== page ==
Jeremy Stephens: Renan Barao ‘lacks’ heart and mental toughness

Jeremy Stephens was more than happy to get the call from the UFC asking him to welcome former bantamweight champion Renan Barao to the 145 pound division.

Barao was a force of nature through the early part of his UFC career, but a series of disastrous weight cuts coupled with two devastating losses to TJ Dillashaw forced the former champion to forgo the bantamweight division and move up 10 pounds to his new home.

Stephens was excited to hear Barao was going to be his next opponent because while he may be a newcomer to the featherweight division, there’s nothing like adding another UFC champion to a growing résumé of wins.

"This is the type of fight I want. It’s probably one of the reasons why I’m one of the higher paced featherweights," Stephens told FOX Sports. "This is what I signed up for. This is what I love. Coming off the last fight, it wasn’t much of a fight. It was so weird and I just didn’t really feel like I got to fight. So I stayed in shape and thought maybe I’d get a short notice fight and then they gave me a guy in Renan Barao. It just goes to show the faith the company has in me. They want to see me fight. They want to match me up with the best and they like seeing a fist fight."

"With Renan Barao, you don’t have to worry about him running all over the place, point fighting or anything like that. He brings it and I know he’s going to be hungry coming off two losses (to TJ Dillashaw). I’m excited for this."

The first loss to Dillashaw was considered a huge upset as Barao lost his title after 32 consecutive wins in his career. The second fight with Dillashaw exposed a lot of issues in Barao’s game as he was dismantled from start to finish before the bout was finally stopped in the fourth round due to TKO.

Stephens won’t deny Barao was a great champion for several fights, but he also knows the Brazilian got exposed in a bad way in those two losses to Dillashaw.

I feel like he lacks a little bit of heart and a little bit of mental toughness. I plan on breaking him. 

— Jeremy Stephens

"If I don’t break him in the first exchange or when he wants to take me down, because I know he’s going to want to take me down, as soon as he can’t get me down to the mat I’m just going to keep breaking him, breaking him, breaking him and I can beat him up for 15 minutes or I can knock him out with one shot," Stephens said.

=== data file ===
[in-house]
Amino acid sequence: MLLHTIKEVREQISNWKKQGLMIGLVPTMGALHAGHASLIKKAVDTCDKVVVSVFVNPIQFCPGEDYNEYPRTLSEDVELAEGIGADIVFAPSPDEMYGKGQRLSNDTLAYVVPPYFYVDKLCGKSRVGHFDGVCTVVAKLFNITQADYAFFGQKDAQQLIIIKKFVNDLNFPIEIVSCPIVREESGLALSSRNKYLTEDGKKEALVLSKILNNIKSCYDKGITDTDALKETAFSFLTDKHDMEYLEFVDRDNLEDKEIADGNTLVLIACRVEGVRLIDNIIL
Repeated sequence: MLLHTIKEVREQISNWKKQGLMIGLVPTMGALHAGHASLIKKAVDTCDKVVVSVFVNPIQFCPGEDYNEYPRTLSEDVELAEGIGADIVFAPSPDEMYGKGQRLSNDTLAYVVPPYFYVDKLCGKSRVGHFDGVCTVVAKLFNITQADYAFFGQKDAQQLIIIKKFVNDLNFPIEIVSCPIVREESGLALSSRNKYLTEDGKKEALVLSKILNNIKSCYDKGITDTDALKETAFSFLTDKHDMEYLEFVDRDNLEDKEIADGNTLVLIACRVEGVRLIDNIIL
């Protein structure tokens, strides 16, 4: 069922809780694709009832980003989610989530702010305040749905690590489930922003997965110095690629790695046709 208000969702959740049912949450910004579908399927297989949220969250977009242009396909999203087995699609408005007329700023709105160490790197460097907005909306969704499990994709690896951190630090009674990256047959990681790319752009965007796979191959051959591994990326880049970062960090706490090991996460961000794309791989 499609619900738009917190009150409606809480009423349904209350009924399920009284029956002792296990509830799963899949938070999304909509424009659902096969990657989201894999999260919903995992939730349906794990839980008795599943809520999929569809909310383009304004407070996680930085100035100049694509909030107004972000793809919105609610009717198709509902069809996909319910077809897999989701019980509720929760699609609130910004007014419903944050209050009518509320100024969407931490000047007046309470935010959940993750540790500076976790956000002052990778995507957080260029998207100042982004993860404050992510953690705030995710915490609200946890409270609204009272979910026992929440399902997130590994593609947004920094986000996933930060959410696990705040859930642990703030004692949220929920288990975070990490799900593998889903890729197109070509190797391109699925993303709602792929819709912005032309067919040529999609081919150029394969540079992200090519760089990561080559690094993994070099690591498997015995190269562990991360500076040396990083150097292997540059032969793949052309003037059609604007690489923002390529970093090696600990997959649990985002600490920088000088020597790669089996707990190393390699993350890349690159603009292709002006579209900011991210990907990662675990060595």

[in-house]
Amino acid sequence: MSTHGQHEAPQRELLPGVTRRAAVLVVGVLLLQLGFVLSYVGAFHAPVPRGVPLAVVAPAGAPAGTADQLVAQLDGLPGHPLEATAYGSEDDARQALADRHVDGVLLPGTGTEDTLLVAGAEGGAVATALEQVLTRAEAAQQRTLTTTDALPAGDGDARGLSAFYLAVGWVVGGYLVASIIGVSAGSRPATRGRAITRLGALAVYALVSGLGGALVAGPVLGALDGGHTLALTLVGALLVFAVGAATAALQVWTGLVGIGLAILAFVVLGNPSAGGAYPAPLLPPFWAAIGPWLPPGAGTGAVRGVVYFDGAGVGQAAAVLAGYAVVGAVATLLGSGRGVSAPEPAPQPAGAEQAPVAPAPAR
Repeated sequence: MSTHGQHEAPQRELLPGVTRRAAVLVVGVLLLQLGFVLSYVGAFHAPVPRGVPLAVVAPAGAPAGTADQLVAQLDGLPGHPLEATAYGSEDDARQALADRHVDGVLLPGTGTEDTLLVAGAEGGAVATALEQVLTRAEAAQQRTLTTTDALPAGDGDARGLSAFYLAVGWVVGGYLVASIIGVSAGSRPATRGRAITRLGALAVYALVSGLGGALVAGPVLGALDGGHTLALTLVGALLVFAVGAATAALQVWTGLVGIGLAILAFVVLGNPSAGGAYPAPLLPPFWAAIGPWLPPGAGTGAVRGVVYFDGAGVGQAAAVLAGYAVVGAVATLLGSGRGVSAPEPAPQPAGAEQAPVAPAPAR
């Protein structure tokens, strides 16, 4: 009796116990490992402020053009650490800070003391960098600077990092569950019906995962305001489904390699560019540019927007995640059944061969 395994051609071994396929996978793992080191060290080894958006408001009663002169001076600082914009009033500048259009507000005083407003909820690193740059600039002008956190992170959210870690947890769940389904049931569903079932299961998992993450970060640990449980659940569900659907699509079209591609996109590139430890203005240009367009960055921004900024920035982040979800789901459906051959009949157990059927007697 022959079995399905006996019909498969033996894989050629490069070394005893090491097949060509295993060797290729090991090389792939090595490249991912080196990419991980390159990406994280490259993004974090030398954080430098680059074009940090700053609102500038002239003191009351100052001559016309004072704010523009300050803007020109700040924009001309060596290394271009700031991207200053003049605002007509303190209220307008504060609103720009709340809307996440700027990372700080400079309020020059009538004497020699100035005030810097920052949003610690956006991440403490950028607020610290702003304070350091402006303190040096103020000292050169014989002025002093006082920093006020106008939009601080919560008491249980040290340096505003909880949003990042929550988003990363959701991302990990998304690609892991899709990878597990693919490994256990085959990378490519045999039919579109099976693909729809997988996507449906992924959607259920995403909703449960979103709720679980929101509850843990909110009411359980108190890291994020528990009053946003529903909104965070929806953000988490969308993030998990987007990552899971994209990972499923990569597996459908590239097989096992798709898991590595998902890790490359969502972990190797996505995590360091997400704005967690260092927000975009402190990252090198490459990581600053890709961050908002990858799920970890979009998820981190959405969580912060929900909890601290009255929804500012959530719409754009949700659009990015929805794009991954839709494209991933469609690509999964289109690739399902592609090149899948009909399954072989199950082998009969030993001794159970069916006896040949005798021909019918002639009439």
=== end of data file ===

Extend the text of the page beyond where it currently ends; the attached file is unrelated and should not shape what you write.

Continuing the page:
Having fought at both lightweight and featherweight during his UFC career, Stephens understands what it takes to compete at multiple divisions and how much difference 10 pounds can make when it comes to power and strength inside the Octagon.

Barao may have been a big bantamweight but that doesn’t mean he’s ready to swing hammers with the fighters at 145 pounds, and Stephens plans on showing him that power on Sunday night.

"I think him going up into a weight class, he’ll be a little bit more healthy and he’ll have better nutrition and maybe better cardio," Stephens said. "I feel like him moving up is a smart move but I’m not a stepping stone for anybody. I’m not a pushover. I’m really enjoying the fact that he has to fight me and I’d love to welcome him and I’d love to knock him the (expletive) out to be honest." 

"I have the power in all three rounds. I feel like everything he’s good at, I’m better. I have more power in my punches and I have just as much experience as this kid. I feel really good about this fight. I’ve seen things in the fights with Dillashaw and I’m not Dillashaw. He’s never fought anybody like me. I’m going to be just as big if not bigger. I’m going to be strong. Once I land, I’m going to land and I don’t just TKO you. I knock you out to where they have to wake you up and they’ve got to ask their coaches what happened."

Stephens is coming into the fight with Barao off a loss to Max Holloway last December, but he’s not worried about where he fits into the hierarchy of the UFC’s featherweight division after a long career spent putting on highlight reel finishes.

On the other hand, Barao has a lot to answer for in this fight after two losses to Dillashaw and moving up a weight class where expectations are high that he’ll be able to deliver.

It just puts more pressure on Barao’s shoulders and that’s all before he has to throw hands with a featherweight like Stephens, who is known for robbing his opponents of consciousness in a vicious and violent manner.

"I know people are going to ask him those questions, but I feel those are questions he’s probably been asking himself," Stephen said. "I’ve been in his situations where I’ve come off two losses. I’ve been there and what I took from it was I was hungry like a lion. I was starving. So I had to kill something in order to keep my job. So I’m preparing for that hungry Renan Barao that wants to come back, but those are a lot of mental issues, which I feel everything in life is 80-percent mental and 20-percent physical. Everything starts in the mind.

"Starting in his mind it’s like ‘is my chin all right?’, ‘I’m fighting a heavier hitter than Dillashaw’, ‘I’m coming off two losses am I going to get cut?’, ‘I’m moving up to a different weight class’. He’s asking himself a lot."

In the end, Stephens sees another knockout being added to his record and maybe even a post-fight bonus after he sends Barao home with his first loss as a featherweight.

"I’m a human highlight reel," Stephens said. "I like to put people out, it’s exciting and it pays my bills and puts more money in my bank account and I just love to do it. I love it."

Stephens faces Barao in the co-main event of UFC Fight Night from Las Vegas airing live on FS1 this Sunday night with the main card kicking off at 9pm ET.